Interviews with defectors, including several who held senior positions, offer the most detailed account to date of what life was like inside the MEK.
The Intercept: ON A BLISTERINGLY hot summer afternoon in 2006, Reza Sadeghi ran into an old friend at the Iraqi headquarters of the Mojahedin-e Khalq, an exiled Iranian militant group better known as the MEK. The two men had not seen each other in over a decade. Sadeghi guided his friend, who had just arrived from Canada, on a stroll through the desert compound known as Camp Ashraf. He was glad to catch up with an old comrade. But he also had a burning question.
Sadeghi had effectively given his life to the MEK, which means “People’s Mujahideen of Iran.” A 26-year veteran of the group, he had not left Camp Ashraf for over a decade. During that time, he’d had no contact with his family or news of them. The MEK leadership had forced him and most of the other cadres living at Camp Ashraf to abandon even their closest relationships. Most painful for Sadeghi were thoughts of his son, Paul, his only child, now 16 years old. Sadeghi hadn’t seen or spoken to Paul since he’d arrived in Iraq.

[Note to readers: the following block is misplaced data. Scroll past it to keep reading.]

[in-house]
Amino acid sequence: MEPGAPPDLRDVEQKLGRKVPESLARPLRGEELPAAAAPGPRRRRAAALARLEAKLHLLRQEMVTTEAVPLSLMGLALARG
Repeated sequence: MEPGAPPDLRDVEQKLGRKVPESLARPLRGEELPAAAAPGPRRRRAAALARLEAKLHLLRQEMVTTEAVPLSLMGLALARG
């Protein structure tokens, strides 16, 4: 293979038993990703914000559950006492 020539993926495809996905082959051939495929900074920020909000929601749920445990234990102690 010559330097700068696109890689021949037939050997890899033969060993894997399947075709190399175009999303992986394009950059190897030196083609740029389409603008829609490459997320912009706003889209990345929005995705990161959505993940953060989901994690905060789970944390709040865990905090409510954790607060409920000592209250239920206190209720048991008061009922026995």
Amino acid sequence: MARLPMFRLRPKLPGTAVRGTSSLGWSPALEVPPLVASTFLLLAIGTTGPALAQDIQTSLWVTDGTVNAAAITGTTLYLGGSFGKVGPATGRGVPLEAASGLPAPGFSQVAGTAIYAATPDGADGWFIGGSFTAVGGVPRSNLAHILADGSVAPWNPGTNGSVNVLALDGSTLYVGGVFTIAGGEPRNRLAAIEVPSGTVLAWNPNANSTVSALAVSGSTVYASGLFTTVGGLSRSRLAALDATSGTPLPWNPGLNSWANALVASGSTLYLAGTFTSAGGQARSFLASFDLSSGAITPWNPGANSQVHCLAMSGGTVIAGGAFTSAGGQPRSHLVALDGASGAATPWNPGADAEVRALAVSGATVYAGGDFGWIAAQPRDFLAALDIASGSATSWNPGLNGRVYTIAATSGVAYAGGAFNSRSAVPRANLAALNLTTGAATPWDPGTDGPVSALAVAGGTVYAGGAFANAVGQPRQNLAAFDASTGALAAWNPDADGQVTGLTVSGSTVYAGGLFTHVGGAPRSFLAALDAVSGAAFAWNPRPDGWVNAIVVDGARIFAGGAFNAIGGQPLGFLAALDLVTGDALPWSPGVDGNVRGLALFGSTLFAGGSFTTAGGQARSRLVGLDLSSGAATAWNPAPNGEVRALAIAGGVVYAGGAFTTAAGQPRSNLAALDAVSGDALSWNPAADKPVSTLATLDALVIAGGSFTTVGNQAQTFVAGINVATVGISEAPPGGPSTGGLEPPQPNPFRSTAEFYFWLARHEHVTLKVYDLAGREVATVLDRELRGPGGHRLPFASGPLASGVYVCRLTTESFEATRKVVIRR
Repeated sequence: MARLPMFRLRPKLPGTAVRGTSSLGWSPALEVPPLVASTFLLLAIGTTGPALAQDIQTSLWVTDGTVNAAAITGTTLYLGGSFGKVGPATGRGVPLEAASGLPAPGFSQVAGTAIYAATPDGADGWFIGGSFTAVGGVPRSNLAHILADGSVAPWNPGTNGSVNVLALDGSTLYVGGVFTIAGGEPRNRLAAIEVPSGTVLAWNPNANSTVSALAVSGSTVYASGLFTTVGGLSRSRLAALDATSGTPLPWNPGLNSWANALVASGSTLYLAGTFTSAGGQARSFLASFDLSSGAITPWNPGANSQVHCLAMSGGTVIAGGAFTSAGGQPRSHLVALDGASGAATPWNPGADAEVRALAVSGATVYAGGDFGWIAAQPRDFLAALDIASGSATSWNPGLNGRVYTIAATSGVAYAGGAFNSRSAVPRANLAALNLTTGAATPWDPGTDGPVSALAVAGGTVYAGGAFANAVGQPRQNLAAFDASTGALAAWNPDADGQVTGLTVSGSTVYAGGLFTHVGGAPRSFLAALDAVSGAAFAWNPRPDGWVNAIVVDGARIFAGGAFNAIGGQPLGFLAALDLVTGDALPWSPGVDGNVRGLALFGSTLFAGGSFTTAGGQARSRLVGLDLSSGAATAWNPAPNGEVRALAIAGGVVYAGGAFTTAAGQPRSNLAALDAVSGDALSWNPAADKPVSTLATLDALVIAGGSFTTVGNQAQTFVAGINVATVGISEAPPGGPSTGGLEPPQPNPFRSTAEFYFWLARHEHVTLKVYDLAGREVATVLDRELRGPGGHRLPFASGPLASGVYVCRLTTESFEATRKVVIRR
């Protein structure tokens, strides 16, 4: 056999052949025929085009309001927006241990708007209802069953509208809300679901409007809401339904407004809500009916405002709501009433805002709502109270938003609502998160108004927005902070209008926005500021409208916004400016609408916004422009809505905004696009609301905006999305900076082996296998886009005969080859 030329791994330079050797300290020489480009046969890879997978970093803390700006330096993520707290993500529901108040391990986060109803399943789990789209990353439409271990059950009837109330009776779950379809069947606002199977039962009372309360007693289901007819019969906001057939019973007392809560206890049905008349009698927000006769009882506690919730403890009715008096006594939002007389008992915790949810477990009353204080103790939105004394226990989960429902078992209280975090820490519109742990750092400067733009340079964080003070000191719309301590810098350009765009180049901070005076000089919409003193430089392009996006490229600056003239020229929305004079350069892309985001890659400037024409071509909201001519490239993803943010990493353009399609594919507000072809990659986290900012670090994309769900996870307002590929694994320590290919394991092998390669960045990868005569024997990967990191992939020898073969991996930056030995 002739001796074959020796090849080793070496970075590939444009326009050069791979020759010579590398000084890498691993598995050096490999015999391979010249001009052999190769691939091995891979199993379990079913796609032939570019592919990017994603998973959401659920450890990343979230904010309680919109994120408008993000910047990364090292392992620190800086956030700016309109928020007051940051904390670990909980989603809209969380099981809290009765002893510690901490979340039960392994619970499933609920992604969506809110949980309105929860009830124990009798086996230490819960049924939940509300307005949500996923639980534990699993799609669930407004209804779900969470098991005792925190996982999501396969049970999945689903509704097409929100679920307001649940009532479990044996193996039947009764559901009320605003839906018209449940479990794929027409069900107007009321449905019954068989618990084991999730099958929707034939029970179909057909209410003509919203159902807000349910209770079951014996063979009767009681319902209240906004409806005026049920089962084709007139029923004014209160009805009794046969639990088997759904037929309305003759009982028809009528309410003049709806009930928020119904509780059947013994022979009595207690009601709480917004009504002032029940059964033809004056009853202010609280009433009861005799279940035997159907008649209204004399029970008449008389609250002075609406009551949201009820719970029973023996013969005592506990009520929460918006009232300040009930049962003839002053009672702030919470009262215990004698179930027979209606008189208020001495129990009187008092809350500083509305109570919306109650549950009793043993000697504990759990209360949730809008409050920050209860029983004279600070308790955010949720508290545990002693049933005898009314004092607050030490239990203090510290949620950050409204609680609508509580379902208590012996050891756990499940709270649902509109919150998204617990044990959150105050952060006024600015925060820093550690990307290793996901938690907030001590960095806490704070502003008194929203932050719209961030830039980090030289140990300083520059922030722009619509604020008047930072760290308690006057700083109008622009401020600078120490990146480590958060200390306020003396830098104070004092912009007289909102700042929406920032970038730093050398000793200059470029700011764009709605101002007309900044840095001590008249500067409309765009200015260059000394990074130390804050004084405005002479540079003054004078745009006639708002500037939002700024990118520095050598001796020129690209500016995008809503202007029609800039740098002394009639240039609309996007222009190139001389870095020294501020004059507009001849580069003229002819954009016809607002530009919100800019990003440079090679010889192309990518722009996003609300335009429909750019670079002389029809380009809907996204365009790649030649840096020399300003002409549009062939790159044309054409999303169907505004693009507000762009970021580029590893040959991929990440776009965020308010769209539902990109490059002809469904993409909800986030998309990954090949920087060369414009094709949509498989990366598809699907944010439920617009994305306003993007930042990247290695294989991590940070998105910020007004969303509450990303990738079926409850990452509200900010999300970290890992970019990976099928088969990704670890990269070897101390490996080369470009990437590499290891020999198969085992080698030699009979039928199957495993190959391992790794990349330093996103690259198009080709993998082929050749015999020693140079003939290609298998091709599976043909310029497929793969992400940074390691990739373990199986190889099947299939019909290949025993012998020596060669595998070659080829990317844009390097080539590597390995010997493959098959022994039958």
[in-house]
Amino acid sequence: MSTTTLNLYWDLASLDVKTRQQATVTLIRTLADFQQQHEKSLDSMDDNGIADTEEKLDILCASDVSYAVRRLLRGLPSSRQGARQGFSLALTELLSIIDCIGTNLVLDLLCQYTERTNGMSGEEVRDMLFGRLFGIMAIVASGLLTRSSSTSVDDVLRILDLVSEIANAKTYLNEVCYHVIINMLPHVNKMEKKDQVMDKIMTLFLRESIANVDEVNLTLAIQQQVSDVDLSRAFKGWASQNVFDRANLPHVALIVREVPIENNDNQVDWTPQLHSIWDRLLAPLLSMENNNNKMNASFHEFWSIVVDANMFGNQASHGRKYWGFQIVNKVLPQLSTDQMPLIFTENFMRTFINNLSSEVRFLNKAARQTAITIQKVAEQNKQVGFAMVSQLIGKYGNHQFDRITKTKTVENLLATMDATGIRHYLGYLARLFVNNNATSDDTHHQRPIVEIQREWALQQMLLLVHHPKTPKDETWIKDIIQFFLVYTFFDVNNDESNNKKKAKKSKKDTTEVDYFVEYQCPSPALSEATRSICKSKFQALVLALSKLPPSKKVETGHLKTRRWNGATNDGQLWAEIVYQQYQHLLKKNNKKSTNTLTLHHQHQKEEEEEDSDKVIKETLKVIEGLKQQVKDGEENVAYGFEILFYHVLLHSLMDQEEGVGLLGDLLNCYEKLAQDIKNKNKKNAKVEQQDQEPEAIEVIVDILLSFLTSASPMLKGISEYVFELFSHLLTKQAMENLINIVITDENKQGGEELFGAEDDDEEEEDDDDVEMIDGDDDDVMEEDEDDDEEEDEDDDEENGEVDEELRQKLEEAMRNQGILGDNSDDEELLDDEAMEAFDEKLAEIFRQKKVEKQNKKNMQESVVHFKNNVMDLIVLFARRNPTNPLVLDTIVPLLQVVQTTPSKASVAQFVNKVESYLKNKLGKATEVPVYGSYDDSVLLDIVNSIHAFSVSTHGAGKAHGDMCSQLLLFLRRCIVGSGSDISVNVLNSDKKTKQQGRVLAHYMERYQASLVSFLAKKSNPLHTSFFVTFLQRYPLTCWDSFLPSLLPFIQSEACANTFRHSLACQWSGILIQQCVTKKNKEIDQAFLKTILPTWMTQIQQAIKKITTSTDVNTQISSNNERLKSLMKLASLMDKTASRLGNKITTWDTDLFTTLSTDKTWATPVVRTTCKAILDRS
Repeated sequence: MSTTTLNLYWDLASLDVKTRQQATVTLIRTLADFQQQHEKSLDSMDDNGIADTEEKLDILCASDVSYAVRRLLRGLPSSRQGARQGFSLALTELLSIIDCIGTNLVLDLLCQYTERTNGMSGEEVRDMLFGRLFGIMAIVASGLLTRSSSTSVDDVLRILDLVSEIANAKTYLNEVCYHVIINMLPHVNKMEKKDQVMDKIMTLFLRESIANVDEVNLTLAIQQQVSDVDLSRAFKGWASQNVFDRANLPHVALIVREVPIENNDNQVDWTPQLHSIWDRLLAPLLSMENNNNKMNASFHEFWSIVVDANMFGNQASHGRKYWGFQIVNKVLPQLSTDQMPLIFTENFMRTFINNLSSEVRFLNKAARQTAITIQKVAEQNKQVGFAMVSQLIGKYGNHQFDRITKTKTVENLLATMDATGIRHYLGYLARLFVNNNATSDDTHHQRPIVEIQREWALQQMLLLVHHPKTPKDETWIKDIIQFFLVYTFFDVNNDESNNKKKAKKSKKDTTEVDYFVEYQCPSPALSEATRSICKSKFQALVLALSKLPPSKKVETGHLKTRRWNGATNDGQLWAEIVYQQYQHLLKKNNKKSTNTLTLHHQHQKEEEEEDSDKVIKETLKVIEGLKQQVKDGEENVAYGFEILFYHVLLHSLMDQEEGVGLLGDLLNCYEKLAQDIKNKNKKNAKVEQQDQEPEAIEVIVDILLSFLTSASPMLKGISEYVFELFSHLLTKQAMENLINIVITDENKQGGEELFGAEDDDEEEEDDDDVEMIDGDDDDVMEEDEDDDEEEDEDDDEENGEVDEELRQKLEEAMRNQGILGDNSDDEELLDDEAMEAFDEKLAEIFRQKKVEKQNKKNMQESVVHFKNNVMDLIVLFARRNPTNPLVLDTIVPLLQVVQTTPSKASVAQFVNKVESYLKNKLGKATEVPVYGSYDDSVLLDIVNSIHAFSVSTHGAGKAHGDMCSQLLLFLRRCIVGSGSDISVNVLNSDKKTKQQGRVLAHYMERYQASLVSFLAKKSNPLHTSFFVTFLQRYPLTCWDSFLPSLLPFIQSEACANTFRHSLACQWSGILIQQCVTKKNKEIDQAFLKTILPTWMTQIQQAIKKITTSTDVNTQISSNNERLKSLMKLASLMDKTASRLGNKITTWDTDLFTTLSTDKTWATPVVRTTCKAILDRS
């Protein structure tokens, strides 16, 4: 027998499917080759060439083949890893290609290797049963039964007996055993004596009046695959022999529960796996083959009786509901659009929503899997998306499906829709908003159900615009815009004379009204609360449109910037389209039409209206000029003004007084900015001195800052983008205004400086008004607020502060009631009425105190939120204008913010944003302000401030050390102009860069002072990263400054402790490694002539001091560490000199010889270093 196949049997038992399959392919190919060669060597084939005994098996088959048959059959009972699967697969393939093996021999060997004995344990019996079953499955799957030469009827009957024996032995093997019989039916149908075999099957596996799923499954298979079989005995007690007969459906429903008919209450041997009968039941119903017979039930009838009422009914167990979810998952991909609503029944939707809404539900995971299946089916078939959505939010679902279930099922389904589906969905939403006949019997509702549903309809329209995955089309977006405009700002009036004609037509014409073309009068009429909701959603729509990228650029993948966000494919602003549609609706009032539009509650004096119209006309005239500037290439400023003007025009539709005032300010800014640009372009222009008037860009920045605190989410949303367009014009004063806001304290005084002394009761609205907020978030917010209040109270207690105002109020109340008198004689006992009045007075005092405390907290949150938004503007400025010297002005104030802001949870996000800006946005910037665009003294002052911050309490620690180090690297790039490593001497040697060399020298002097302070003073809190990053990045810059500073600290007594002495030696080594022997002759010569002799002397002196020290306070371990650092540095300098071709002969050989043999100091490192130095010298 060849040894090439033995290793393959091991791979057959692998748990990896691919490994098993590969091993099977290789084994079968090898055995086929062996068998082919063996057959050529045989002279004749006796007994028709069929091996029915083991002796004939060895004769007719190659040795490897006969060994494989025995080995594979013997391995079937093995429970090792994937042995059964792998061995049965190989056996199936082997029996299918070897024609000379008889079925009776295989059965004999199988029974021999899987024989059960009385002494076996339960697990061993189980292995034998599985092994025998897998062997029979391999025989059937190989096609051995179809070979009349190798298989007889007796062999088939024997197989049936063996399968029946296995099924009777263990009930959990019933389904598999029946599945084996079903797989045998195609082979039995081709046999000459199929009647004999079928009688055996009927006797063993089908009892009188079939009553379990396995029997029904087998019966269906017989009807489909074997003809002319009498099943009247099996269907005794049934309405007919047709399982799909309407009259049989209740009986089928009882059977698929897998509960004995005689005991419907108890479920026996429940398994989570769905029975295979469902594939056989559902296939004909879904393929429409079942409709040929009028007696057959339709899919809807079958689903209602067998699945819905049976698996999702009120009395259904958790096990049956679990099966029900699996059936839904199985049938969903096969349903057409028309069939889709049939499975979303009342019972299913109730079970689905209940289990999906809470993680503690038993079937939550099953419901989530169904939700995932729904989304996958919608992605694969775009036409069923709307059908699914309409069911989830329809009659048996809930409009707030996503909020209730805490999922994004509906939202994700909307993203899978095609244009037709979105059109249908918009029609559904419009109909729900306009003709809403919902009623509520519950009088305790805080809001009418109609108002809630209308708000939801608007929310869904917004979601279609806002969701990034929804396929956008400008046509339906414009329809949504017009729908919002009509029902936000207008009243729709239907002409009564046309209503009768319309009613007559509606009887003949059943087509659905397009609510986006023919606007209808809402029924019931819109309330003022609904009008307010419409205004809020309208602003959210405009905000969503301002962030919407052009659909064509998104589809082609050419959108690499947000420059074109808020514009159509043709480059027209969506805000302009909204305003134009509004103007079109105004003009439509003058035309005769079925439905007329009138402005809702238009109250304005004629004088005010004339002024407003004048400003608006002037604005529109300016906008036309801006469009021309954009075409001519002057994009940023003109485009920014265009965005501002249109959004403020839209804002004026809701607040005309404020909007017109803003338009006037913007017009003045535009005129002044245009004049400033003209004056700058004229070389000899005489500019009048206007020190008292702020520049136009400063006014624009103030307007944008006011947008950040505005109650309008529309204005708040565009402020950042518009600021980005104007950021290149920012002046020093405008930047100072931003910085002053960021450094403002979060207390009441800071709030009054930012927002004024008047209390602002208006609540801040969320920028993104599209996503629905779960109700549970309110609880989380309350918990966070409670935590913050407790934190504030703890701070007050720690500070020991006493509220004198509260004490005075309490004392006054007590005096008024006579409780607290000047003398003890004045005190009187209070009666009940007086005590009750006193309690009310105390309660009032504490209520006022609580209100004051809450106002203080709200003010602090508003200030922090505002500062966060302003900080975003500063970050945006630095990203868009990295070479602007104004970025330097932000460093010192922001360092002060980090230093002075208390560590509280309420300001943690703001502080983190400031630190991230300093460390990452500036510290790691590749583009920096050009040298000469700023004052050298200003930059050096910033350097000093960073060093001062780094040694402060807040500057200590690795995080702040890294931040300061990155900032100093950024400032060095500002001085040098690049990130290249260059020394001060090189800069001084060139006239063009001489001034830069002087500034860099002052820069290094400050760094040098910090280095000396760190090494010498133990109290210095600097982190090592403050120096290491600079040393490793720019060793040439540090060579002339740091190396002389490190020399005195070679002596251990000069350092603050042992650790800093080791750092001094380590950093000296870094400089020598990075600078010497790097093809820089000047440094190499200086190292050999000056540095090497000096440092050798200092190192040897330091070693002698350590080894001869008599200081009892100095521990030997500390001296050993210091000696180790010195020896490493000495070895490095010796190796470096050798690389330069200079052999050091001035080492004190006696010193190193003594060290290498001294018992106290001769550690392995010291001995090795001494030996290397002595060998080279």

As Sadeghi and his old friend strolled through the compound, two MEK minders followed at a distance. Sadeghi walked a bit faster, signaling to his friend that he needed to talk out of earshot of their escorts. Turning a corner between buildings, he whispered: “How is Paul?”
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Sadeghi had first learned about the MEK in early 1980, shortly after the Iranian Revolution, when the group’s leader, a man named Massoud Rajavi, arrived at Sadeghi’s neighbor’s home in Isfahan for a private memorial. Rajavi had come to eulogize Sadeghi’s best friend’s older brother, who lived on Sadeghi’s street. Sadeghi worshipped the older brother, who had died a few years earlier under mysterious circumstances. The shah had been toppled in the 1979 revolution, and the MEK had played a role. They no longer had to hide. Rajavi was there to tell the family and neighbors that the brother was an MEK martyr who had died protecting Rajavi and the MEK leadership from an internal coup when they were still an underground group. The group’s message about freedom and democracy resonated with Sadeghi, and he viewed its armed struggle as heroic >>>